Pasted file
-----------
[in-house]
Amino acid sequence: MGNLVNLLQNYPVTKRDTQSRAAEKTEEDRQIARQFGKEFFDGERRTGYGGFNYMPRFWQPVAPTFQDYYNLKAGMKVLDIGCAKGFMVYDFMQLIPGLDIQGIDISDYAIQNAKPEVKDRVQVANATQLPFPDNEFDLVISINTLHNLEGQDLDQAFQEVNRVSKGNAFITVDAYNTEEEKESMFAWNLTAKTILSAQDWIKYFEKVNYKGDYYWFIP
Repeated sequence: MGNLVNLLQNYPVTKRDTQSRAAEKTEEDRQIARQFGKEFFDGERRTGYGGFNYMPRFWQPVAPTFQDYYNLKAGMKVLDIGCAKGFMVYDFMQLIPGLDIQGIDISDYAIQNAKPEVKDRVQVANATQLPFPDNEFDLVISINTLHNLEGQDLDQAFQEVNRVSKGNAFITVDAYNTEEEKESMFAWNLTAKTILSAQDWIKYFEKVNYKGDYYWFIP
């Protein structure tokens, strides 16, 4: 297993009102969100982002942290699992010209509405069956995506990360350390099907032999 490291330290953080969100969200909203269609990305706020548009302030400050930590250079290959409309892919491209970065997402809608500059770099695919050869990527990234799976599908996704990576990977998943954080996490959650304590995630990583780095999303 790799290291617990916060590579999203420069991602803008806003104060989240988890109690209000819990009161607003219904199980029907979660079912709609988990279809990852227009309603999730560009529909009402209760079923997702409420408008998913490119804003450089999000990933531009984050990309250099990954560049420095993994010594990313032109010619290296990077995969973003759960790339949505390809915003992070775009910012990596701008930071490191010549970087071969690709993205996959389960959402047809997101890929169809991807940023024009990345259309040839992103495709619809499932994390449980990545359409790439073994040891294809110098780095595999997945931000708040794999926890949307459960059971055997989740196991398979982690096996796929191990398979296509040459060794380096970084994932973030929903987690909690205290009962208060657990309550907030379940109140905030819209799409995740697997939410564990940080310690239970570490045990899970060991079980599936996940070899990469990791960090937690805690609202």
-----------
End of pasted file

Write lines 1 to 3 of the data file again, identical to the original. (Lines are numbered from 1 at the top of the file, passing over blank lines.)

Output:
[in-house]
Amino acid sequence: MGNLVNLLQNYPVTKRDTQSRAAEKTEEDRQIARQFGKEFFDGERRTGYGGFNYMPRFWQPVAPTFQDYYNLKAGMKVLDIGCAKGFMVYDFMQLIPGLDIQGIDISDYAIQNAKPEVKDRVQVANATQLPFPDNEFDLVISINTLHNLEGQDLDQAFQEVNRVSKGNAFITVDAYNTEEEKESMFAWNLTAKTILSAQDWIKYFEKVNYKGDYYWFIP
Repeated sequence: MGNLVNLLQNYPVTKRDTQSRAAEKTEEDRQIARQFGKEFFDGERRTGYGGFNYMPRFWQPVAPTFQDYYNLKAGMKVLDIGCAKGFMVYDFMQLIPGLDIQGIDISDYAIQNAKPEVKDRVQVANATQLPFPDNEFDLVISINTLHNLEGQDLDQAFQEVNRVSKGNAFITVDAYNTEEEKESMFAWNLTAKTILSAQDWIKYFEKVNYKGDYYWFIP